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This chapter is from the book

This chapter is from the book

The Accounts Payable Process

QuickBooks includes a flexible payable process. Your company can choose to use the purchase order and receive item transactions for controlling and monitoring costs and delivery, or you can skip these steps and create a bill to be paid later.

An important reason for using a vendor bill to record your business expenses is the ability to track the vendor’s bill reference number. If your vendor invoices you more than once for the same services or items, QuickBooks preferences for Bills includes the option to be warned about duplicate bill numbers from the same vendor.

If you created your data file using the Express Start option, you might need to enable the features discussed in the earlier section “Preferences That Affect Accounts Payable.” If you are ready to work in your own data file, make sure you have created your new file as Chapter 1 instructed.

Accounts Payable Transactions

Many of the accounts payable transactions use QuickBooks items. If you are considering using the accounts payable process for the first time, be sure to review Chapter 4, which discusses the use of items and how to set them up properly.

If you choose to use purchase order transactions, you need to create items. Items are a list of the products or services you sell to customers or purchase from vendors. The primary purpose of items is to perform the accounting behind the scenes and to automate the data entry process by prefilling descriptions, costs, and sales price on purchase and sales transactions.

Should you use items even if you do not plan to use purchase order or item receipt transactions? I recommend that you do, especially if you follow the instructions in the nearby tip. A powerful feature of items is that each time the item is purchased or sold, QuickBooks records the amount to the specific account(s) defined in the Add New or Edit Item dialog box. This reduces or eliminates potential errors created from recording the transaction to the wrong account when using the Expense tab of a purchase transaction.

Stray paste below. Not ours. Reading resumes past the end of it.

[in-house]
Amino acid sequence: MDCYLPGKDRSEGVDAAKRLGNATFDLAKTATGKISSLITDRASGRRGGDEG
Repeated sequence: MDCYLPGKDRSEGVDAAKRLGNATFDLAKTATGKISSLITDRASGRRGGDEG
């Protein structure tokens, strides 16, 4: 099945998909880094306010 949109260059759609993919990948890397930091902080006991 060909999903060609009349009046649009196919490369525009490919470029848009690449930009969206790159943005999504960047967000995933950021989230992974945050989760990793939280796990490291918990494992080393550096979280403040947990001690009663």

How can items help you track your customer’s profitability? Many of the QuickBooks reports that provide profitability information are based on transactions recorded using items on the Items tab and do not provide the same information if the transaction is recorded using the Expenses tab.

For example, imagine that a home builder creates a budget for the project (using an estimate transaction) and wants to track actual versus budgeted expense. To take advantage of the many customer and job profitability reports, you must enter your expenses using the Items tab on an accounts payable bill (and use the same process for the Write Checks transaction), as Figure 7.11 shows.

Figure 7.11

Figure 7.11 Use the Items tab to record expenses you want to track in customer or job profitability reports.

Table 7.1 lists the transaction types available in accounts payable and the purpose each type serves. Also review Table 8.1 on page 273 in Chapter 8, which outlines the accounting that goes on behind the scenes with these same transactions.

Table 7.1 Accounts Payable Transactions

Accounts Payable Transaction Name

Primary Purpose of Transaction

Purchase Order

Document a buyer issues to a seller indicating the products or services, quantity, and amounts the buyer has agreed to pay

Item Receipt (receiving inventory, non-inventory, or other item recorded on a purchase order)

Records receipt of inventory, non-inventory items, or other item types when the goods arrive before the vendor’s final bill

Enter Bills

Records an increase to accounts payable and the associated expense

Vendor Credit Memo

Records a decrease of what is owed to a vendor

Bill Payment Check

Pays the vendor bill and decreases accounts payable and cash account balances

Accounts Payable Workflow